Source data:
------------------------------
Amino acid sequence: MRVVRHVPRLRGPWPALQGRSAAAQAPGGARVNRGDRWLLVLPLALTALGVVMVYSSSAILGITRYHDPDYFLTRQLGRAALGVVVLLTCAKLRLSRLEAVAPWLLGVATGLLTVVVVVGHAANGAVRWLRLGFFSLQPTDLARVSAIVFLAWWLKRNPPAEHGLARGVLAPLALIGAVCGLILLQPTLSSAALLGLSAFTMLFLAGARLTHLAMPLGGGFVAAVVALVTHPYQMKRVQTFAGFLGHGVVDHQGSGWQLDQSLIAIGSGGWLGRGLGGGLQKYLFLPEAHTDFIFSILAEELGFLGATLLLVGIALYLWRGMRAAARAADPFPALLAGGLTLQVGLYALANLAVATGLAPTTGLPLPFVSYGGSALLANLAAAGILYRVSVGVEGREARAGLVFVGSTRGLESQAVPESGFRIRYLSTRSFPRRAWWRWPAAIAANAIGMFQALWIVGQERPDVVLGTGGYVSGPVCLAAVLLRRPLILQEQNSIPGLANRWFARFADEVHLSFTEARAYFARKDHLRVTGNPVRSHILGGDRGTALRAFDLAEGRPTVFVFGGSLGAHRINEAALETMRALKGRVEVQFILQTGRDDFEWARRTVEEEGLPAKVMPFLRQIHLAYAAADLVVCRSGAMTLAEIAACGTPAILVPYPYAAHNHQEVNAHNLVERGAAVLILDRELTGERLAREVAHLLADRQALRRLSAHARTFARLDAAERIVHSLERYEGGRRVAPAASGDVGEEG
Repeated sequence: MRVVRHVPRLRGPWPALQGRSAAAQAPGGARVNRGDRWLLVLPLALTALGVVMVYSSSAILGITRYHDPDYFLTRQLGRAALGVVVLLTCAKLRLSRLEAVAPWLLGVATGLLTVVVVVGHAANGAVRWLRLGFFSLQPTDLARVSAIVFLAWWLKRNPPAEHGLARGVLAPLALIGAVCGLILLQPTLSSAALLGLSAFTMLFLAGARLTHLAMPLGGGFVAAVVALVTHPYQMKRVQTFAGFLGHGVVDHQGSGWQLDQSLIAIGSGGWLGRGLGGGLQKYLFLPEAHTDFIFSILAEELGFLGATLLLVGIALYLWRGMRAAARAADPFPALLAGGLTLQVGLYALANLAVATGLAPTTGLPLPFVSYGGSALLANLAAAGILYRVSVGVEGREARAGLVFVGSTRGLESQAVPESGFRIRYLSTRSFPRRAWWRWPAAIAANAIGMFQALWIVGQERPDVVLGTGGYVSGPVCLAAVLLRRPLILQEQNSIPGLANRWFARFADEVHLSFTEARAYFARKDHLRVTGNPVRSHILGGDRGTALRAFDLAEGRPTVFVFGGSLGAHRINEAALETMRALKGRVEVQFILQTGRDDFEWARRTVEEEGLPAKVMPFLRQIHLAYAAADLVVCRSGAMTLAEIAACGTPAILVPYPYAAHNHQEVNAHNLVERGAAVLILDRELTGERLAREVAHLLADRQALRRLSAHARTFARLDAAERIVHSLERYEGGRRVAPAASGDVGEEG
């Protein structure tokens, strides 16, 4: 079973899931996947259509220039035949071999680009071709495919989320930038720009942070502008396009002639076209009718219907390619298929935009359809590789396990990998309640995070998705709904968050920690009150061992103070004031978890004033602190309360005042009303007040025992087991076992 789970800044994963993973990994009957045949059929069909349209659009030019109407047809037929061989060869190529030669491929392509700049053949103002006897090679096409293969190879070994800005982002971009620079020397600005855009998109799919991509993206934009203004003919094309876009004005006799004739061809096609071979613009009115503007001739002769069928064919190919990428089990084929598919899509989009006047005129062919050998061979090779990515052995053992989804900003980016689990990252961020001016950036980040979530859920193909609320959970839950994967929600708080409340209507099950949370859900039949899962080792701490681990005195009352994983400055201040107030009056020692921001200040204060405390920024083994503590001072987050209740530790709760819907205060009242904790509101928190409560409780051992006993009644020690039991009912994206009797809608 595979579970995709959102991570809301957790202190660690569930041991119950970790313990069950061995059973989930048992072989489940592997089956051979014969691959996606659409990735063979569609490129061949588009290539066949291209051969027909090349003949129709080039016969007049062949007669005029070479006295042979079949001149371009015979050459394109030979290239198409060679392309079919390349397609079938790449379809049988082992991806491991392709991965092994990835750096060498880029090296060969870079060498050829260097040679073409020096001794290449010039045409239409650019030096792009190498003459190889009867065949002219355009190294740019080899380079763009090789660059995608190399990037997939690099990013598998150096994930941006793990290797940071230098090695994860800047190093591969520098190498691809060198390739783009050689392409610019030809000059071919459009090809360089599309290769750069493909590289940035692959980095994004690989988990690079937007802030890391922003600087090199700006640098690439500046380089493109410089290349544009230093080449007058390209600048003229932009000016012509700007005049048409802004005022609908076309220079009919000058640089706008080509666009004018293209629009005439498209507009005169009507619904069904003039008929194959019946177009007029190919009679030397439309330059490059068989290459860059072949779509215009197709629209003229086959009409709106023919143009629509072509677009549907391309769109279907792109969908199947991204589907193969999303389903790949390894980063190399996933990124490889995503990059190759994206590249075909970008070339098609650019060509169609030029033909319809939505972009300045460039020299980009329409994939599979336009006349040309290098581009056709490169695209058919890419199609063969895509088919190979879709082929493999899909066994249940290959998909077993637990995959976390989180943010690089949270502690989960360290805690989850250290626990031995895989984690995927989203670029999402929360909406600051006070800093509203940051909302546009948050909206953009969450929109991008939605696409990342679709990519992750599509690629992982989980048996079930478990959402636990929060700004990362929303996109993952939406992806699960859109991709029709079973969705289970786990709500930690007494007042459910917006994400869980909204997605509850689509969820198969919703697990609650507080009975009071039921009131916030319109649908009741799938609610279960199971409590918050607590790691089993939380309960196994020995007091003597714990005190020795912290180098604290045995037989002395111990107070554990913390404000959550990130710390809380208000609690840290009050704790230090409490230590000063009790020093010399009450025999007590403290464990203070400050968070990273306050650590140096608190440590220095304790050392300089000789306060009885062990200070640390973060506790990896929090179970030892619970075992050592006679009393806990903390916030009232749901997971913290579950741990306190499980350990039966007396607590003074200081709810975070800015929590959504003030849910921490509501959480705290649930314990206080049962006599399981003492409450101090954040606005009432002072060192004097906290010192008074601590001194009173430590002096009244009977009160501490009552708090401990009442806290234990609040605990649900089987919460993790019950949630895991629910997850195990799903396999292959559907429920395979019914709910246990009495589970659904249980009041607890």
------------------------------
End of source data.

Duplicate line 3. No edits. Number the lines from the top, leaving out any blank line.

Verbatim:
């Protein structure tokens, strides 16, 4: 079973899931996947259509220039035949071999680009071709495919989320930038720009942070502008396009002639076209009718219907390619298929935009359809590789396990990998309640995070998705709904968050920690009150061992103070004031978890004033602190309360005042009303007040025992087991076992 789970800044994963993973990994009957045949059929069909349209659009030019109407047809037929061989060869190529030669491929392509700049053949103002006897090679096409293969190879070994800005982002971009620079020397600005855009998109799919991509993206934009203004003919094309876009004005006799004739061809096609071979613009009115503007001739002769069928064919190919990428089990084929598919899509989009006047005129062919050998061979090779990515052995053992989804900003980016689990990252961020001016950036980040979530859920193909609320959970839950994967929600708080409340209507099950949370859900039949899962080792701490681990005195009352994983400055201040107030009056020692921001200040204060405390920024083994503590001072987050209740530790709760819907205060009242904790509101928190409560409780051992006993009644020690039991009912994206009797809608 595979579970995709959102991570809301957790202190660690569930041991119950970790313990069950061995059973989930048992072989489940592997089956051979014969691959996606659409990735063979569609490129061949588009290539066949291209051969027909090349003949129709080039016969007049062949007669005029070479006295042979079949001149371009015979050459394109030979290239198409060679392309079919390349397609079938790449379809049988082992991806491991392709991965092994990835750096060498880029090296060969870079060498050829260097040679073409020096001794290449010039045409239409650019030096792009190498003459190889009867065949002219355009190294740019080899380079763009090789660059995608190399990037997939690099990013598998150096994930941006793990290797940071230098090695994860800047190093591969520098190498691809060198390739783009050689392409610019030809000059071919459009090809360089599309290769750069493909590289940035692959980095994004690989988990690079937007802030890391922003600087090199700006640098690439500046380089493109410089290349544009230093080449007058390209600048003229932009000016012509700007005049048409802004005022609908076309220079009919000058640089706008080509666009004018293209629009005439498209507009005169009507619904069904003039008929194959019946177009007029190919009679030397439309330059490059068989290459860059072949779509215009197709629209003229086959009409709106023919143009629509072509677009549907391309769109279907792109969908199947991204589907193969999303389903790949390894980063190399996933990124490889995503990059190759994206590249075909970008070339098609650019060509169609030029033909319809939505972009300045460039020299980009329409994939599979336009006349040309290098581009056709490169695209058919890419199609063969895509088919190979879709082929493999899909066994249940290959998909077993637990995959976390989180943010690089949270502690989960360290805690989850250290626990031995895989984690995927989203670029999402929360909406600051006070800093509203940051909302546009948050909206953009969450929109991008939605696409990342679709990519992750599509690629992982989980048996079930478990959402636990929060700004990362929303996109993952939406992806699960859109991709029709079973969705289970786990709500930690007494007042459910917006994400869980909204997605509850689509969820198969919703697990609650507080009975009071039921009131916030319109649908009741799938609610279960199971409590918050607590790691089993939380309960196994020995007091003597714990005190020795912290180098604290045995037989002395111990107070554990913390404000959550990130710390809380208000609690840290009050704790230090409490230590000063009790020093010399009450025999007590403290464990203070400050968070990273306050650590140096608190440590220095304790050392300089000789306060009885062990200070640390973060506790990896929090179970030892619970075992050592006679009393806990903390916030009232749901997971913290579950741990306190499980350990039966007396607590003074200081709810975070800015929590959504003030849910921490509501959480705290649930314990206080049962006599399981003492409450101090954040606005009432002072060192004097906290010192008074601590001194009173430590002096009244009977009160501490009552708090401990009442806290234990609040605990649900089987919460993790019950949630895991629910997850195990799903396999292959559907429920395979019914709910246990009495589970659904249980009041607890």